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People v. Cunningham

JULY 22, 1966.

PEOPLE OF THE STATE OF ILLINOIS, PLAINTIFF-APPELLEE,

v.

DANIEL J. CUNNINGHAM, DEFENDANT-APPELLANT.



Appeal from the Fourteenth Judicial Circuit, Rock Island County; the Hon. DAN H. McNEAL, Judge, presiding. Reversed and remanded.

ALLOY, J.

Daniel J. Cunningham, defendant in this cause, was prosecuted for Attempt to Commit the Offense of Murder. This cause was tried before a jury which returned a verdict of guilty. The court denied a motion for new trial and also denied a petition for probation. Defendant was sentenced by the court to a term of not less than 10 nor more than 20 years.

On appeal in this court, defendant asserts that the Trial Court erred in the reception and handling of evidence and in ruling on objections thereto: in failing to exclude the People's psychiatrist from the courtroom and thereafter permitting him to testify partially on evidence he heard in the courtroom; in the giving and refusal of instructions; and in making rulings with reference to the final argument of the State's Attorney in the cause. Defendant also prays in the alternative that the sentence imposed by the Trial Court be reduced.

The facts in the case disclose that the defendant, Daniel Cunningham, during his lunch hour from his employment at the Rock Island Arsenal, had gone to downtown Moline on an errand to pick up a gasket for an outboard motor. He started to go back to the Arsenal but on the way stopped at a tavern in Moline. He then drank in that tavern for at least 30 minutes, drove back to the Arsenal, but was advised that he should go home and come back the next day. He then drove to East Moline and stopped at another tavern where he drank more intoxicants. He then left this second tavern and went to his home for a short period around 6:30 p.m. but left to go back to the second tavern which also served food. Defendant ate at this tavern. He is not positive where he went next but he did arrive at a tavern called the 2 x 4 Tavern. Defendant had never been in the tavern before and did not know any of the people there. After he continued drinking in the latter tavern, defendant became engaged in conversation with another customer whose name was Max Sharp. The conversation became hostile and a scuffle ensued, as a result of which defendant was thrown to the floor and was later helped up by the bartender and asked to leave. He then left the tavern, drove to his home, took a shotgun, drove back to the tavern, opened the door, and made some insulting statements about and to the people who were customers in the tavern. He began firing seven shots from the shotgun at various individuals in the tavern and struck many persons including the bartender, James Officer.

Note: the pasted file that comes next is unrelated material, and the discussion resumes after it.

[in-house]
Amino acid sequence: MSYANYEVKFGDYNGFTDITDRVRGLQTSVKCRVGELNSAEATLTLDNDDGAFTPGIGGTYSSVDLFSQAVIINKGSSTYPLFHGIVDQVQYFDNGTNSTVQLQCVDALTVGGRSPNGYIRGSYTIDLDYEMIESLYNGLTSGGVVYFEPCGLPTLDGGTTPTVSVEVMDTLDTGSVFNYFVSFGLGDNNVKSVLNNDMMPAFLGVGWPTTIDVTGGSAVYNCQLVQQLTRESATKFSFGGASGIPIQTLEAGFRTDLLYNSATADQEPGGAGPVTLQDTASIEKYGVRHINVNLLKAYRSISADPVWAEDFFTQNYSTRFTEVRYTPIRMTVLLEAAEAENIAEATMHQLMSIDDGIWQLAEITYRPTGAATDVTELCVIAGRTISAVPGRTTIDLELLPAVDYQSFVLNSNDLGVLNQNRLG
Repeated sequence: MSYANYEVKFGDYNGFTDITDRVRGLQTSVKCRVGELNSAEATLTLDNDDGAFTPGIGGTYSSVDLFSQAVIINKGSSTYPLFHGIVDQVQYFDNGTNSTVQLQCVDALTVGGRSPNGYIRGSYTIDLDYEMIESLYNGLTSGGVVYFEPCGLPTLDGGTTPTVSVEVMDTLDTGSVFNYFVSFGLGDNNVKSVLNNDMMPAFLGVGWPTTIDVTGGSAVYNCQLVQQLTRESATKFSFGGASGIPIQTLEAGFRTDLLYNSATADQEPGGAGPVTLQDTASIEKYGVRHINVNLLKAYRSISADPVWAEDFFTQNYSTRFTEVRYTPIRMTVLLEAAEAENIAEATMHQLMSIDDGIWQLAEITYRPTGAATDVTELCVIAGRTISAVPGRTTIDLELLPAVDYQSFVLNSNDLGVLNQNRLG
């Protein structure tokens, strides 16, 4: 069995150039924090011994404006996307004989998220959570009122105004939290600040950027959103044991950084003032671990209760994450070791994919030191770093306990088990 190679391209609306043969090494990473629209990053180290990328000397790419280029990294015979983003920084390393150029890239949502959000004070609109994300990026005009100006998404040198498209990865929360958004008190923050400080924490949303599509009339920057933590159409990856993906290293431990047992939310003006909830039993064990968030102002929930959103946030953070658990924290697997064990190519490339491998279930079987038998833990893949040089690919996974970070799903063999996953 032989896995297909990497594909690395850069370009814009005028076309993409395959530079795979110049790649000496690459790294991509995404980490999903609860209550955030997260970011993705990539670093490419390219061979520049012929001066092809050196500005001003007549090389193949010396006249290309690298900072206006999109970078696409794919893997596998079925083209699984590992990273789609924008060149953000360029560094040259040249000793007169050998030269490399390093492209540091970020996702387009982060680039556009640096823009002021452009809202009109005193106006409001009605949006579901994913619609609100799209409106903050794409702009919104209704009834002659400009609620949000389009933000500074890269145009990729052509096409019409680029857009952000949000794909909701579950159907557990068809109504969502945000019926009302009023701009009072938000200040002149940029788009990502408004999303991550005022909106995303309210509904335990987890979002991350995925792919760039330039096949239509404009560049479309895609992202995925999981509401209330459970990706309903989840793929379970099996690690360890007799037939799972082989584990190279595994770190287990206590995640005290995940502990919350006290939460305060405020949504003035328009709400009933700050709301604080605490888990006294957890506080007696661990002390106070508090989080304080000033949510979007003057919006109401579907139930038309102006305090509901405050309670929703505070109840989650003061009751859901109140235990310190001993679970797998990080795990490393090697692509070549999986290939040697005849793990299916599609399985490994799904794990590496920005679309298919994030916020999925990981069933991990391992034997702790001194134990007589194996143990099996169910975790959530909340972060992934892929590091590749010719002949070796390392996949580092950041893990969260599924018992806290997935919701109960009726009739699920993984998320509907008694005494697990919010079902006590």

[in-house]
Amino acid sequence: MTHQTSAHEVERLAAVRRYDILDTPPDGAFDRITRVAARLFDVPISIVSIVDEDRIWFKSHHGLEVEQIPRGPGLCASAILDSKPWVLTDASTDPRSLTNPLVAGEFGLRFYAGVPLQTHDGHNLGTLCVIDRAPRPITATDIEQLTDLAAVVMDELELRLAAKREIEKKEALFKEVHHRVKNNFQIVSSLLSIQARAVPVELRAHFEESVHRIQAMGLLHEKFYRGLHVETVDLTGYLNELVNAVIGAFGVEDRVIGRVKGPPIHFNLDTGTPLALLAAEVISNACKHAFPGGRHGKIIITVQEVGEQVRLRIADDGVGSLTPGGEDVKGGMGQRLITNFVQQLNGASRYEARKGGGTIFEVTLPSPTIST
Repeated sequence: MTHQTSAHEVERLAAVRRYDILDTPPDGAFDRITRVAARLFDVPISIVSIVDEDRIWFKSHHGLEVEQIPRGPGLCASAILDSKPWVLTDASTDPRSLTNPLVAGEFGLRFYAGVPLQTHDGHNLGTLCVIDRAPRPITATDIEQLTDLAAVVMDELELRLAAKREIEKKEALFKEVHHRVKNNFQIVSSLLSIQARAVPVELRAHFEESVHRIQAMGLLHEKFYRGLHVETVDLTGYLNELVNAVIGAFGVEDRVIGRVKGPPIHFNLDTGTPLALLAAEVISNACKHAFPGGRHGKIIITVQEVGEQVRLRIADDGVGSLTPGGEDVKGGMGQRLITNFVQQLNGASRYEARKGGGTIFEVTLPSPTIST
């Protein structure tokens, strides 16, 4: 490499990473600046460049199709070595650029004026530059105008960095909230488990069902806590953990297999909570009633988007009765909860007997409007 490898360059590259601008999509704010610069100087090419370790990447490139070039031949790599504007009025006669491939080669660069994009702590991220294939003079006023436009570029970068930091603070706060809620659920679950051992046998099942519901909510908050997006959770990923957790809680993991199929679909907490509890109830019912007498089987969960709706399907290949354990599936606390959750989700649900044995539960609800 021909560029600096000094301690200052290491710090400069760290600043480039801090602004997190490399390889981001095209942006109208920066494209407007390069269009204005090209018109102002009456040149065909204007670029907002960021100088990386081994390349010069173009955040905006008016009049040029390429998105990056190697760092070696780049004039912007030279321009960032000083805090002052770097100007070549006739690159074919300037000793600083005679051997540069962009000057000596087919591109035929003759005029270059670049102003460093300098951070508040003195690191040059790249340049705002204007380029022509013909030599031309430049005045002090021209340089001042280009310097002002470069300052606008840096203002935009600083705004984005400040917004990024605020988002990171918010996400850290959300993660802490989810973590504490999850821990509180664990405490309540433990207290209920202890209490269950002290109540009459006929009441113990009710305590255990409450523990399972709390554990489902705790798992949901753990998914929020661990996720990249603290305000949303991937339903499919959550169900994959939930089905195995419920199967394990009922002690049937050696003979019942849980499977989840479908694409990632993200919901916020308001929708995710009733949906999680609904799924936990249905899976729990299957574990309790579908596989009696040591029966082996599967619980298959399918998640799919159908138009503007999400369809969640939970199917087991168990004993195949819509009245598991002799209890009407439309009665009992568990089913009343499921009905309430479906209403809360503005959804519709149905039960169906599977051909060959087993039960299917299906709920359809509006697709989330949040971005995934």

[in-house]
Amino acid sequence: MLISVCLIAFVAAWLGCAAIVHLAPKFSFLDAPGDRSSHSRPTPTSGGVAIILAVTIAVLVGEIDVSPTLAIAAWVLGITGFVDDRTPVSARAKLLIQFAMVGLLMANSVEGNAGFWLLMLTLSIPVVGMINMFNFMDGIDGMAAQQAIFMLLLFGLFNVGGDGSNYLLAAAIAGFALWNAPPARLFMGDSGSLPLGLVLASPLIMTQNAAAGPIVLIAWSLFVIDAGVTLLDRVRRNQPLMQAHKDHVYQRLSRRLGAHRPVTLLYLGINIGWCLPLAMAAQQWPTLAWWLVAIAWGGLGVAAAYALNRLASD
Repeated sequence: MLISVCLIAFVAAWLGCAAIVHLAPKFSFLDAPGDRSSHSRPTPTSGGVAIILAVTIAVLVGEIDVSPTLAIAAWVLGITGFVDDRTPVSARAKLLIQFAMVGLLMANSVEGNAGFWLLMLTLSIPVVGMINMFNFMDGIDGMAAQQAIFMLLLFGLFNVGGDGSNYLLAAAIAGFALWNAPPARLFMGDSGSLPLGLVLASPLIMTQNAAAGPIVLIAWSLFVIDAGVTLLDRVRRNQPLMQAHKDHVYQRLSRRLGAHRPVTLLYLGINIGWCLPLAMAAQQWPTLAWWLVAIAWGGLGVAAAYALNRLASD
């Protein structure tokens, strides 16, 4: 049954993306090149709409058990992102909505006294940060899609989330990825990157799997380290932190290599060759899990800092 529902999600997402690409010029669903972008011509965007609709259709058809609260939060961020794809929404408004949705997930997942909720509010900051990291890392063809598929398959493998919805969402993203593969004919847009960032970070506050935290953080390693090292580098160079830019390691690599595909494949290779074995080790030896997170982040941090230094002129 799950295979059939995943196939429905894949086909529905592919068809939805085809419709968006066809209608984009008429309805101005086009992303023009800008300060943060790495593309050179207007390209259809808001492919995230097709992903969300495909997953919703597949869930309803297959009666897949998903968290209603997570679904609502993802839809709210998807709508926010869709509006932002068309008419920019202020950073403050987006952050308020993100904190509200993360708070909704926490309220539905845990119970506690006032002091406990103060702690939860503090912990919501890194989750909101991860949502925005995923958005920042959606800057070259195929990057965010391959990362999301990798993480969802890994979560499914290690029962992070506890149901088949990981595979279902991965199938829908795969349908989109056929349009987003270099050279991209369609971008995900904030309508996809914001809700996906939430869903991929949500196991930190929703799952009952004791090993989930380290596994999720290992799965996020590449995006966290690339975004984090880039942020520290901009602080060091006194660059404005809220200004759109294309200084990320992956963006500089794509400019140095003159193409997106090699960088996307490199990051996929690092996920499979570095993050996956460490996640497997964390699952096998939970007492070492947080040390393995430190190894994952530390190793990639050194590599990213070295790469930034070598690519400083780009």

The police, following a call from defendant's wife, who was not present in the tavern, found the defendant in the tavern and found it necessary to use gunfire to subdue defendant to prevent further violence on his part. Defendant was hospitalized and treated for his wounds.

Prior to the incident referred to, defendant had held a job at the Rock Island Arsenal as an inspector for a period of 11 years. He had an excellent reputation for being a peaceable and law-abiding citizen. Defendant had never committed any crime or been in any difficulty with the law. He had been married for 11 years and had two children. He was 34 years of age at the time of the shooting.

Defendant had a grammar school education. At the age of 17 he entered the Air Force where he remained for five years, and, after receiving his honorable discharge, he moved to the Rock Island-Moline area and took the job at the Rock Island Arsenal.

Prior to August 4, 1964, he had been a moderate social drinker and usually drank only beer. He never drank at home in deference to his wife's wishes. Some of the witnesses at the time of the incident testified that the defendant, when they observed him, did not appear in a drunken state. Others, including the bartender, said defendant was high or feeling his liquor. Defendant stated that he had memory gaps as to various things that took place on the night in question and didn't know exactly how much he had to drink.

At the hospital where he was taken following his injuries received from gunfire by the police, defendant was found in a highly disturbed condition by the treating doctor, was acting wild, and had a strong odor of alcohol about him. Defendant's conduct on the night of the shooting was completely different than at later times in the hospital, when he was subdued and polite.